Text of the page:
This is why Jesus cries out on the cross "why have you forsaken me?" According to Moltmann this is an expression of Solidarity with all who feel abandoned by God.Jesus death in solidarity creates the grounds for forgiveness, since it is through his death that we express our solidarity, and through that, share in his life in union with Christ. Many verses seem to suggest a propitiatory view. But these are actually speaking of the affects of the solidarity. "Since we have now been justified by his blood, how much more shall we be saved from God's wrath thorugh him! For if when we were considered God's enemies, we were reconciled to him through the death of his son, how much more, having been reconciled, shall we be saved through his life!"(Rm 5:9-11). What appears to be saying that the shedding of blood is what creates forgiveness is actually saying that the death in solidarity cretaes the grounds for reconciliation. IT says we were enemies then we were reconciled to him thorugh the death, his expression of solidarity changes the ground, when we express our solidarity and enter into the death we are giving up to God, we move from enemy to friend, and in that sense the shedding of blood, the death in solidarity, creates the conditions through which we can be and are forgiven. He goes on to talk about sharing in his life, which is participation, solidarity, unity.

. D. Meaning of Solidarity and Salvation.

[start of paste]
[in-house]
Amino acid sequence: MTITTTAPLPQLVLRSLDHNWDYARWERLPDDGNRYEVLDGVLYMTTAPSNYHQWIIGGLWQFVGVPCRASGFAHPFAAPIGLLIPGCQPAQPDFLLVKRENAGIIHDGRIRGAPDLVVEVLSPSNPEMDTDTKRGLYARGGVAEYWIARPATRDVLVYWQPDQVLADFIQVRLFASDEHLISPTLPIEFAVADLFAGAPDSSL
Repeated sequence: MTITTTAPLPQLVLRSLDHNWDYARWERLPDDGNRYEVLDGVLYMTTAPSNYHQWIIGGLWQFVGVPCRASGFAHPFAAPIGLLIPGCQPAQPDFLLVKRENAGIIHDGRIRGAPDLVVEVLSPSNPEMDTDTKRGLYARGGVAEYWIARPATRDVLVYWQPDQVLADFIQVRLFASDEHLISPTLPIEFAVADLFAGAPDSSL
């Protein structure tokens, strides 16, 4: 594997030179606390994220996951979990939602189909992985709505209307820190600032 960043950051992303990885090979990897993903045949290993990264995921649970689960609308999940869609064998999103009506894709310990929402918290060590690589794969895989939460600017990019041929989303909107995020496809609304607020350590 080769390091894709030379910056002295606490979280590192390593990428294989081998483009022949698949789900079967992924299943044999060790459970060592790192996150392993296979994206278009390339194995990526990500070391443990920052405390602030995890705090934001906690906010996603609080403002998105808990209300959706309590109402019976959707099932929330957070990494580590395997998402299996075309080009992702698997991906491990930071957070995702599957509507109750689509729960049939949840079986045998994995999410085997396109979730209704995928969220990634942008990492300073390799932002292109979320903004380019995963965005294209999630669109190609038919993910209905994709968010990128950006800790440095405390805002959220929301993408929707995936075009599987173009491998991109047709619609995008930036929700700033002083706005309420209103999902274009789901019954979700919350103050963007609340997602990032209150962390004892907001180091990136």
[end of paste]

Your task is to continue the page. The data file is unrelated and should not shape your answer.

. Jurgen Moltmann's notion of Solidarity (see The Crucified God) is based upon the notion of Political solidarity. Chrsit died in Solidarity with victims. He took upon himself a political death by purposly angering the powers of the day. Thus in his death he identifies with victims of oppression. But we are all vitims of oppression. Sin has a social dimension, the injustice we experience as the hands of society and social and governmental institutions is primarily and at a very basic level the result of the social aspects of sin. Power, and political machinations begin in the sinful heart, the ego, the desire for power, and they manifest themselves through institutions built by the will to power over the other. But in a more fundamental sense we are all victims of our own sinful natures. We scheme against others on some level to build ourselve up and secure our conditions in life. In this sense we cannot help but do injustice to others. In return injustice is done to us.Jesus died in solidarity with us, he underwent the ultiamte consquences of living in a sinful world, in order to demonstrate the depths of God's love and God's desire to save us. Take an analogy from political organizing. In Central America governments often send "death squads" to murder labor unionists and political dissenter. IN Guartemala there were some American organizations which organized for college students to go to Guatemala and escourt the leaders of dissenting groups so that they would not be murdered. The logic was that the death squads wouldn't hurt an American Student because it would bring bad press and shut off U.S. govenment funds to their military. As disturbing as these political implications are, let's stay focussed on the Gospel. Jesus is like those students, and like some of them, he was actually killed. But unlike them he went out of his way to be killed, to be victimized by the the rage of the sinful and power seeking so that he could illustrate to us the desire of God; that God is on our side, God is on the side of the poor, the vitimized, the marginalized, and the lost. Jesus said "a physician is not sent to the well but to the sick."The key to salvation is to accept God's statement of solidarity, to express our solidarity with God by placing ourselves into the death of Christ (by identification with it, by trust in it's efficacy for our salvation).